Grow the Land

I’ve been building up the layers on my Yarry base. I felt that he needed to be in a fairly lush, healthy woodland environment. Middle Earth is the obvious point of reference (especially for a hobbit), and I wanted him somewhere wilder than the Shire but not so gloomy & forbidding as Mirkwood. Troll country, I guess.

Here’s the state of the base. There will be a few more additions, I think, but nothing major, I think. Read on for some WIP shots of how I created this scene.

I started with a little trail through a tight spot, which I made of Milliput and textured with good old fashioned dirt. The hope is to create a little-used dirt path through out of the way country.

A bit of color with cheap hobby paints reveals the general plan. The flat spot in the center will of course hold the miniature, but I’ll hide the somewhat unnatural depression with various basing tricks.

Some drybrushing to establish volumes and lighting, together with some washes to add contrast and natural wear.

Refined the drybrushing & added some Secret Weapon Baby Poop wash, which I love for giving a touch of organic residue. I put it on both the bottom of the rock and most of the dirt to tie those elements together.

Who’s this guy? Yarry fits perfectly. Now it’s time for the fun part!

As I had hoped, the color scheme of the figure plays well with the green environment I planned.

Now I’ve added yellow late Summer grass and yellow flowers to further pick up the tones on the mini.

I took advantage of desaturated yellows to draw attention to the vest and figure while reinforcing the compositional unity of the piece at the same time.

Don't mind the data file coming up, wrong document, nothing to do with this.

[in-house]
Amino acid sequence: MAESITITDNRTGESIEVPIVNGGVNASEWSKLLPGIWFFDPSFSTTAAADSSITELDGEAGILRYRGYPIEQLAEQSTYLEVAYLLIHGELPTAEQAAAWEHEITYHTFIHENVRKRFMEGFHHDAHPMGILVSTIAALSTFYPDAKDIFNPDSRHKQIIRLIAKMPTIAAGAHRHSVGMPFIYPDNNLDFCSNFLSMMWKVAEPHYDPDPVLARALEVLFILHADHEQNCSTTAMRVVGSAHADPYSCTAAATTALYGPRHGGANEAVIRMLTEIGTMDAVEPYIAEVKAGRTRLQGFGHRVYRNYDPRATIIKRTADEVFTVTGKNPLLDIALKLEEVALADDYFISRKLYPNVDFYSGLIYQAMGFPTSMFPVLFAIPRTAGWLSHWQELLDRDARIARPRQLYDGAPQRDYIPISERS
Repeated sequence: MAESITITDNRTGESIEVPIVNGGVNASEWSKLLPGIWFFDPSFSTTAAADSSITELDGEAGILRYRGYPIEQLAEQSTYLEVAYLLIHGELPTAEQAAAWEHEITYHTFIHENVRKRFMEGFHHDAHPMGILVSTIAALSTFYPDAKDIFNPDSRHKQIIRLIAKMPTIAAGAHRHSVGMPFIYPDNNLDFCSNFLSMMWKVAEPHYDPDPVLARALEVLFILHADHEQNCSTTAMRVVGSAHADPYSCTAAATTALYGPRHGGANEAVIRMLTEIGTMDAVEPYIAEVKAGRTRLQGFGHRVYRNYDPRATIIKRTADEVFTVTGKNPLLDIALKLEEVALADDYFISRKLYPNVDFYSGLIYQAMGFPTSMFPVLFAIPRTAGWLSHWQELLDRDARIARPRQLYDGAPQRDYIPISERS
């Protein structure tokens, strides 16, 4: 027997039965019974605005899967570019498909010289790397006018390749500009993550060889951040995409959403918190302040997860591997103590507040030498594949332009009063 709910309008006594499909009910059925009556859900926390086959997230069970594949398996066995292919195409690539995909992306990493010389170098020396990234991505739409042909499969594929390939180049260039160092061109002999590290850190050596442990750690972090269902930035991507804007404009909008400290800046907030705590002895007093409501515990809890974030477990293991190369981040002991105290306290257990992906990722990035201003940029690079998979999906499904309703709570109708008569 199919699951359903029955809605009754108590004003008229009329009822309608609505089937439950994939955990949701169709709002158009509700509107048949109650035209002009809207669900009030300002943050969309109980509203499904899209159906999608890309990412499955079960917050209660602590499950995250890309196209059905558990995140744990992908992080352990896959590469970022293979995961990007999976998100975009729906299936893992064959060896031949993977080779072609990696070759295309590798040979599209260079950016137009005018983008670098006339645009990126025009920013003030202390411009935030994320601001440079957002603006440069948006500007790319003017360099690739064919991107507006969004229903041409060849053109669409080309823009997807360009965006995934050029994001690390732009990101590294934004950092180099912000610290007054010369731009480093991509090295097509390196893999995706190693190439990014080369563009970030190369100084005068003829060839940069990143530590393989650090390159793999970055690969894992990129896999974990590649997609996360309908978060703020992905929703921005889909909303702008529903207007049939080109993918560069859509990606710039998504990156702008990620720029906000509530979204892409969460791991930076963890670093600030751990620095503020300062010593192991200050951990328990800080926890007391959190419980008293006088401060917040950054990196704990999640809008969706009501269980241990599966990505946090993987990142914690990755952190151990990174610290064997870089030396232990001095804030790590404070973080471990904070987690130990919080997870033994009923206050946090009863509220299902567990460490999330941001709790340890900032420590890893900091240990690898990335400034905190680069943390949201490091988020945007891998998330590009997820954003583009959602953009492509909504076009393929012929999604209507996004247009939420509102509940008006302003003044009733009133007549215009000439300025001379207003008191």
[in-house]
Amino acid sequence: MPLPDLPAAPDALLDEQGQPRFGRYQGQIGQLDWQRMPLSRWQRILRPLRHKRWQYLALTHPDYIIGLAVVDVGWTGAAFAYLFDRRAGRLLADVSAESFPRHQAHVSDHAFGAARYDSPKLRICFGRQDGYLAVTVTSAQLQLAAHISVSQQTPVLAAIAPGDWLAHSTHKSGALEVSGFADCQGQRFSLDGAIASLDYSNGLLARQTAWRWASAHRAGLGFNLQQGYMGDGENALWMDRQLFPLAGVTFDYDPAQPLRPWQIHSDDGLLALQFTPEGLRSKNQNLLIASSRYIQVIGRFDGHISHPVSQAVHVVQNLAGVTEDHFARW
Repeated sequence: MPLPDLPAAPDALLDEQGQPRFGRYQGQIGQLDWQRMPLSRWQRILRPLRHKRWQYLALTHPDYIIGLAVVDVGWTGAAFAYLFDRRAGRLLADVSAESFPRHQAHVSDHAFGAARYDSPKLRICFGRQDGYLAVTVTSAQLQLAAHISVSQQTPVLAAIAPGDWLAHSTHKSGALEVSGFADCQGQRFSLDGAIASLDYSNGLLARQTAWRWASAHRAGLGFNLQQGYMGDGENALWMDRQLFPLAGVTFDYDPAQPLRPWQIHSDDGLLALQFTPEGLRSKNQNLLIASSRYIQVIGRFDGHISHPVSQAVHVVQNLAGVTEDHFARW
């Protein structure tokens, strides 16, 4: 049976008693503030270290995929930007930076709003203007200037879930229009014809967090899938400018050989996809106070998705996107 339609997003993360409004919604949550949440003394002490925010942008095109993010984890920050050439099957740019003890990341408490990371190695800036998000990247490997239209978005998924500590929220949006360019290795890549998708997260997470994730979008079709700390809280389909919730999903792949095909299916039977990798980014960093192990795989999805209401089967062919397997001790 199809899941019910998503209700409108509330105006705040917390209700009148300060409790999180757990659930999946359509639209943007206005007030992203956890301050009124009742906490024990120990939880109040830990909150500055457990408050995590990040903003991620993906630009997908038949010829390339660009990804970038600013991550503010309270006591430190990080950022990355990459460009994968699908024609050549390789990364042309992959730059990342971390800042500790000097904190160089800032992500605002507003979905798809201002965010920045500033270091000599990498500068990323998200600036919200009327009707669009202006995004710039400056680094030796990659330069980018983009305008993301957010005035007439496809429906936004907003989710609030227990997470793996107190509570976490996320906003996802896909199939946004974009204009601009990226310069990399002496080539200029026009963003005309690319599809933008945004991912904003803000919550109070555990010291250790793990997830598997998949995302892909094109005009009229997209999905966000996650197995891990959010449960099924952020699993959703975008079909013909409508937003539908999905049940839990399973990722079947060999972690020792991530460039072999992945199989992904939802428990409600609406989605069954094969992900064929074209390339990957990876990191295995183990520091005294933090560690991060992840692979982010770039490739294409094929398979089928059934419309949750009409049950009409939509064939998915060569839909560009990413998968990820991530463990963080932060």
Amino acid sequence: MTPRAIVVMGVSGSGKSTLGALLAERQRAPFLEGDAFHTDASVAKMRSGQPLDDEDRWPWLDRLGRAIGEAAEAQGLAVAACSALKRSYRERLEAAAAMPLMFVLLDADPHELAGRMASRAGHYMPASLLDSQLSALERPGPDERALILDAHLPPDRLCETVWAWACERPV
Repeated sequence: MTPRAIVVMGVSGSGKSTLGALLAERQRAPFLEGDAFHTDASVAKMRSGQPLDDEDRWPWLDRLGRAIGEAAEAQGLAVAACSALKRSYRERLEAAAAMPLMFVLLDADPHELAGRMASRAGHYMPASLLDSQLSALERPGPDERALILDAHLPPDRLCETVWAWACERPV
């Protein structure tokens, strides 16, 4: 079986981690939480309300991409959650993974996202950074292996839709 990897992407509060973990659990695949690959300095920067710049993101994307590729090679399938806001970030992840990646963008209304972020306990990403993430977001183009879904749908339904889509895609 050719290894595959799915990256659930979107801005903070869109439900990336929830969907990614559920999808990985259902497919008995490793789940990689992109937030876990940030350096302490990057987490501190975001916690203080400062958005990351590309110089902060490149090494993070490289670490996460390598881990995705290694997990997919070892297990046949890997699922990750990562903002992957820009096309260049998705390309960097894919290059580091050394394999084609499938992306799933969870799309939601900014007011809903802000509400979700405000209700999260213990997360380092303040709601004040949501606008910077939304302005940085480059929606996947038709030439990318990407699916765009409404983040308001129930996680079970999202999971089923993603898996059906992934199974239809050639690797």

I think that filling your base with interest right up to the edge really helps sell the idea that there is a wide world just outside the ‘frame’. This is especially important with Yarry, whose gaze carries our imagination right off into the unknown.

That said, you must avoid straight lines parallel to the edges, which rather reinforce the sense of a ‘box’ around your subject. Even very subtle deviations from straight/level will create the sense of a natural environment. The hill in front of Yarry, for instance, both breaks the box and suggests a ‘thing’ outside the scene that we’re only glimpsing a piece of.

What is Yarry looking at, anyway? Not going to tell you!

This view shows how far down in the base the mini is sitting. I had it in mind to create a sort of hollow for him, while simultaneously allowing full view of the model. The base forces certain angles on the viewer. I think it’s worked out well and I’m planning to explore the idea further.

I’ll see you soon as I finish up this project in advance of NOVA. Please feel free to leave a comment below and let me know what you think of Yarry’s new home.

3 thoughts on “Grow the Land”

  1. I enjoyed seeing your basing process (as always!) and I think the flock with the static grass looks incredibly realistic. I’m going to have to try something like that in the near future as I’m looking to improve my basing and terrain skills further. Thanks for the inspiration!

    Liked by 1 person

    1. Glad you enjoyed it. I was thinking I might do another little tutorial covering some aspects of my process that I haven’t addressed before. I know you’ll be around to check it out if I do. Thanks, bud!

      Liked by 1 person

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